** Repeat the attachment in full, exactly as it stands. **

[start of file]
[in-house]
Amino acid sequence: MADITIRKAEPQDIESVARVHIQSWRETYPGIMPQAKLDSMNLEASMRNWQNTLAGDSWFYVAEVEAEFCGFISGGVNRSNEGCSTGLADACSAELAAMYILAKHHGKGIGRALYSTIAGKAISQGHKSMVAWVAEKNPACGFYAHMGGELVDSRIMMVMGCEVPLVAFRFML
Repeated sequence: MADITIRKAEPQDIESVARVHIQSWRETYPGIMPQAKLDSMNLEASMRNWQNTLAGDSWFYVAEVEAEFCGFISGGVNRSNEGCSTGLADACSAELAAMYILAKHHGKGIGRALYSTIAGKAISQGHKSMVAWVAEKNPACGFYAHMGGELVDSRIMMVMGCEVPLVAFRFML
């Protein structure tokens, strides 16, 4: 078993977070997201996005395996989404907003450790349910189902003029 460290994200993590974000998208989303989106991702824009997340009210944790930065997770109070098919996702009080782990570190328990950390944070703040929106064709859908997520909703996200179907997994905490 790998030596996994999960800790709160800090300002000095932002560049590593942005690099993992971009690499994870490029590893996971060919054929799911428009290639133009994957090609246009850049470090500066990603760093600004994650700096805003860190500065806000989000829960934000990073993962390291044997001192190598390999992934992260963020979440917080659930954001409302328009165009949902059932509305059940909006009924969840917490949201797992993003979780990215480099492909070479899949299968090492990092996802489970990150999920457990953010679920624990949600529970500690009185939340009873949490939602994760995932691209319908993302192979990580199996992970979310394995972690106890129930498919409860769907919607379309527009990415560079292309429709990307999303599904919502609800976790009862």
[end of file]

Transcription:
[in-house]
Amino acid sequence: MADITIRKAEPQDIESVARVHIQSWRETYPGIMPQAKLDSMNLEASMRNWQNTLAGDSWFYVAEVEAEFCGFISGGVNRSNEGCSTGLADACSAELAAMYILAKHHGKGIGRALYSTIAGKAISQGHKSMVAWVAEKNPACGFYAHMGGELVDSRIMMVMGCEVPLVAFRFML
Repeated sequence: MADITIRKAEPQDIESVARVHIQSWRETYPGIMPQAKLDSMNLEASMRNWQNTLAGDSWFYVAEVEAEFCGFISGGVNRSNEGCSTGLADACSAELAAMYILAKHHGKGIGRALYSTIAGKAISQGHKSMVAWVAEKNPACGFYAHMGGELVDSRIMMVMGCEVPLVAFRFML
């Protein structure tokens, strides 16, 4: 078993977070997201996005395996989404907003450790349910189902003029 460290994200993590974000998208989303989106991702824009997340009210944790930065997770109070098919996702009080782990570190328990950390944070703040929106064709859908997520909703996200179907997994905490 790998030596996994999960800790709160800090300002000095932002560049590593942005690099993992971009690499994870490029590893996971060919054929799911428009290639133009994957090609246009850049470090500066990603760093600004994650700096805003860190500065806000989000829960934000990073993962390291044997001192190598390999992934992260963020979440917080659930954001409302328009165009949902059932509305059940909006009924969840917490949201797992993003979780990215480099492909070479899949299968090492990092996802489970990150999920457990953010679920624990949600529970500690009185939340009873949490939602994760995932691209319908993302192979990580199996992970979310394995972690106890129930498919409860769907919607379309527009990415560079292309429709990307999303599904919502609800976790009862």